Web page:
And while most companies can only be frustrated by the shortage of expertise, one forward-thinking company is already taking steps to head it off. Speaking at the RFID World conference in early March, Mike O’Shea, director, corporate Auto-ID/RFID strategies and technology, Kimberly-Clark, one of Wal-Mart’s Top 100, noted that vendors and integrators were hiring most of the available RFID experts. K-C’s concern is reflected by its proactive stance: O’Shea reported that the company is working with three universities to bolster RFID in its packaging curriculums. He cited K-C’s efforts with the University of Wisconsin- Stout, Michigan State University, and the University of Texas.
A new study underscores the reality of the concern of O’Shea and others. The talent pool of individuals skilled in RFID is shallow and could affect the successful adoption of the technology, according to a new survey released March 1 by the Computing Technology Industry Assn. (CompTIA), a global trade association representing the business interests of the information technology industry for 20ꯠ members in 102 countries.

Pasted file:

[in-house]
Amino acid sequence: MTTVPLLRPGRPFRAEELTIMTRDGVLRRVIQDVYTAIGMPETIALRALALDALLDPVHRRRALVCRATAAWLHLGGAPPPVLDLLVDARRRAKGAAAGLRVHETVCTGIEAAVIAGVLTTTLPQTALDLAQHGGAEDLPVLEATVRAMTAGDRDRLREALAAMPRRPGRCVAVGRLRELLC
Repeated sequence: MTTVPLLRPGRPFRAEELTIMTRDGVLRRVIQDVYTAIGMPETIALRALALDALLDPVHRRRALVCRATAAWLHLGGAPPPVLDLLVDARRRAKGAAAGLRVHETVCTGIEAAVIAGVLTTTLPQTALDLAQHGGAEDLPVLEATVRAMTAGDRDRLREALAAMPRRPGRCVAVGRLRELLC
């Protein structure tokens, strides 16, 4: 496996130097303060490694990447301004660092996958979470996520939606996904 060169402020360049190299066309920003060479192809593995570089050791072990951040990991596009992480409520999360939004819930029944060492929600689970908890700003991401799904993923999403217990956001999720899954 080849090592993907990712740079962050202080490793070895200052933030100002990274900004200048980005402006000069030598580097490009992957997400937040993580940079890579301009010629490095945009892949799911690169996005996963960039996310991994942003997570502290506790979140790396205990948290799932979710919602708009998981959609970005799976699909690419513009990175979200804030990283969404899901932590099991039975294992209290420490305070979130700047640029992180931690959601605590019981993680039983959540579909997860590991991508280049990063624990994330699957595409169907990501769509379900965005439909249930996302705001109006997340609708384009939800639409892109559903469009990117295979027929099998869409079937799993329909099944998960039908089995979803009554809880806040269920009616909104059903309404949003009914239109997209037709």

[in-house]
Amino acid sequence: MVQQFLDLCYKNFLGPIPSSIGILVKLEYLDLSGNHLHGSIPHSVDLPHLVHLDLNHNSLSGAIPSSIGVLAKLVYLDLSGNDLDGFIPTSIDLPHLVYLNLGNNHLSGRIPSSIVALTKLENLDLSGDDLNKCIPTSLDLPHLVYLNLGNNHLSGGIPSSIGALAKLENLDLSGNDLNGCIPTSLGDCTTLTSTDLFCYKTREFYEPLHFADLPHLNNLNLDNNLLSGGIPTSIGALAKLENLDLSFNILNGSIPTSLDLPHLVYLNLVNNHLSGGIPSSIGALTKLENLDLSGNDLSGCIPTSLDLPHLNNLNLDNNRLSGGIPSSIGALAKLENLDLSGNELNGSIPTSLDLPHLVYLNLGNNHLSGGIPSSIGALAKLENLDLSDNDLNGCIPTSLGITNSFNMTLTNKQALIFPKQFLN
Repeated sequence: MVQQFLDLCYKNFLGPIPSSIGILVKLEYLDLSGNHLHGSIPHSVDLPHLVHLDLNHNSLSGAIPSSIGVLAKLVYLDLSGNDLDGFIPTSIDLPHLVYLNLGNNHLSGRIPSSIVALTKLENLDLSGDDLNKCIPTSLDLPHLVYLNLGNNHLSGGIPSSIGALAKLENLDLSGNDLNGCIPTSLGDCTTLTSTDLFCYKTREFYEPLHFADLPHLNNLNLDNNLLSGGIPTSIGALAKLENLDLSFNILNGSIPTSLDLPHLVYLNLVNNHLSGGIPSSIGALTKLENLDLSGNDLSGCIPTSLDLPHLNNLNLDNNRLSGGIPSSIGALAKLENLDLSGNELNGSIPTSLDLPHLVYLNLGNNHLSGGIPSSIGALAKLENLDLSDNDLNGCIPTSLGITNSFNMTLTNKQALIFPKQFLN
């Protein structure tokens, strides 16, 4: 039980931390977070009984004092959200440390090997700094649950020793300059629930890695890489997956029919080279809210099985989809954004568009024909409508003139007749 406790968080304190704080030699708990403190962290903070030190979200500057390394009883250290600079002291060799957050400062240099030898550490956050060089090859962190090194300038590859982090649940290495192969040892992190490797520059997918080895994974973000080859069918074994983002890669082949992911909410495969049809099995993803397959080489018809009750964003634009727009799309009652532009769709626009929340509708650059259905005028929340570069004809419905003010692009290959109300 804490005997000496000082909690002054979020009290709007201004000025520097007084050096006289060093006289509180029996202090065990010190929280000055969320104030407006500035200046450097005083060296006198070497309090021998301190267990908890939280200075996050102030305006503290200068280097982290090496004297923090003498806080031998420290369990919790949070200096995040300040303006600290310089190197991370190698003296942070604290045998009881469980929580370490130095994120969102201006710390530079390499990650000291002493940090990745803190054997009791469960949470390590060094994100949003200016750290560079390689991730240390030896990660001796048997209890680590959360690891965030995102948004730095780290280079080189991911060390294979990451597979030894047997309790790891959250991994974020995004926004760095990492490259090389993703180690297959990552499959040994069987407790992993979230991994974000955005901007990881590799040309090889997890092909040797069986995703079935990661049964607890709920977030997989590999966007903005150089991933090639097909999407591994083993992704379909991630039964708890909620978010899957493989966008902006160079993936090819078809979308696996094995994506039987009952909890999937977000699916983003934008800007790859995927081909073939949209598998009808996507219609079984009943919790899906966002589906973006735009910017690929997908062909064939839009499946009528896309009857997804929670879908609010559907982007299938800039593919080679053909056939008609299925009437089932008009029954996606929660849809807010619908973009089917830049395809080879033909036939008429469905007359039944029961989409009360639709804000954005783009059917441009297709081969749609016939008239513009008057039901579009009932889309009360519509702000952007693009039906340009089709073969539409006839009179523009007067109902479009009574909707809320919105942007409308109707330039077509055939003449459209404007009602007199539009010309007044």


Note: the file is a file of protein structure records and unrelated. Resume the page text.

Eighty percent of companies participating in the survey said they do not believe there are sufficient numbers of professionals skilled in RFID. Exactly two-thirds of organizations said training and educating their employees in the technology is one of the biggest challenges they will face. The majority of survey respondents were value-added resellers and solutions providers (33.3%); consultants and systems integrators (21.6%); or manufacturers (19.6%).
In mid-March, CompTIA announced an industry initiative involving six organizations to address those concerns including RFID vendors Texas Instruments and Intermec, and The Association for Automatic Identification and Mobility (AIM Global), the worldwide authority on automatic identification.